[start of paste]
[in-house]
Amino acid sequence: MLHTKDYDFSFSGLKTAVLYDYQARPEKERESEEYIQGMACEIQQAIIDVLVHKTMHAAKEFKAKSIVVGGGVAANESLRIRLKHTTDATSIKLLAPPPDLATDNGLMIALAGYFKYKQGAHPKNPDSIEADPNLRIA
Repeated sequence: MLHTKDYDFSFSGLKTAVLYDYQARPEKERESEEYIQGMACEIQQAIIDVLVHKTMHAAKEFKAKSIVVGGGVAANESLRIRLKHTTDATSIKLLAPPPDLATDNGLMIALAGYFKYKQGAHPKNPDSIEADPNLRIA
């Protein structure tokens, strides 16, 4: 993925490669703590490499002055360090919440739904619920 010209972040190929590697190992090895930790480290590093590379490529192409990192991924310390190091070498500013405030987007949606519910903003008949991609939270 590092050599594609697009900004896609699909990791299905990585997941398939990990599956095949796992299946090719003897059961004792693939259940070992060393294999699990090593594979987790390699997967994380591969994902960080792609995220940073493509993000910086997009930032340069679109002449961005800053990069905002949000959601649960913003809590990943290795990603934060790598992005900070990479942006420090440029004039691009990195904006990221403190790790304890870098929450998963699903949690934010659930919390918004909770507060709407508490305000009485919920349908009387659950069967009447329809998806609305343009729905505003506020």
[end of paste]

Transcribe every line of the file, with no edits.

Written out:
[in-house]
Amino acid sequence: MLHTKDYDFSFSGLKTAVLYDYQARPEKERESEEYIQGMACEIQQAIIDVLVHKTMHAAKEFKAKSIVVGGGVAANESLRIRLKHTTDATSIKLLAPPPDLATDNGLMIALAGYFKYKQGAHPKNPDSIEADPNLRIA
Repeated sequence: MLHTKDYDFSFSGLKTAVLYDYQARPEKERESEEYIQGMACEIQQAIIDVLVHKTMHAAKEFKAKSIVVGGGVAANESLRIRLKHTTDATSIKLLAPPPDLATDNGLMIALAGYFKYKQGAHPKNPDSIEADPNLRIA
């Protein structure tokens, strides 16, 4: 993925490669703590490499002055360090919440739904619920 010209972040190929590697190992090895930790480290590093590379490529192409990192991924310390190091070498500013405030987007949606519910903003008949991609939270 590092050599594609697009900004896609699909990791299905990585997941398939990990599956095949796992299946090719003897059961004792693939259940070992060393294999699990090593594979987790390699997967994380591969994902960080792609995220940073493509993000910086997009930032340069679109002449961005800053990069905002949000959601649960913003809590990943290795990603934060790598992005900070990479942006420090440029004039691009990195904006990221403190790790304890870098929450998963699903949690934010659930919390918004909770507060709407508490305000009485919920349908009387659950069967009447329809998806609305343009729905505003506020």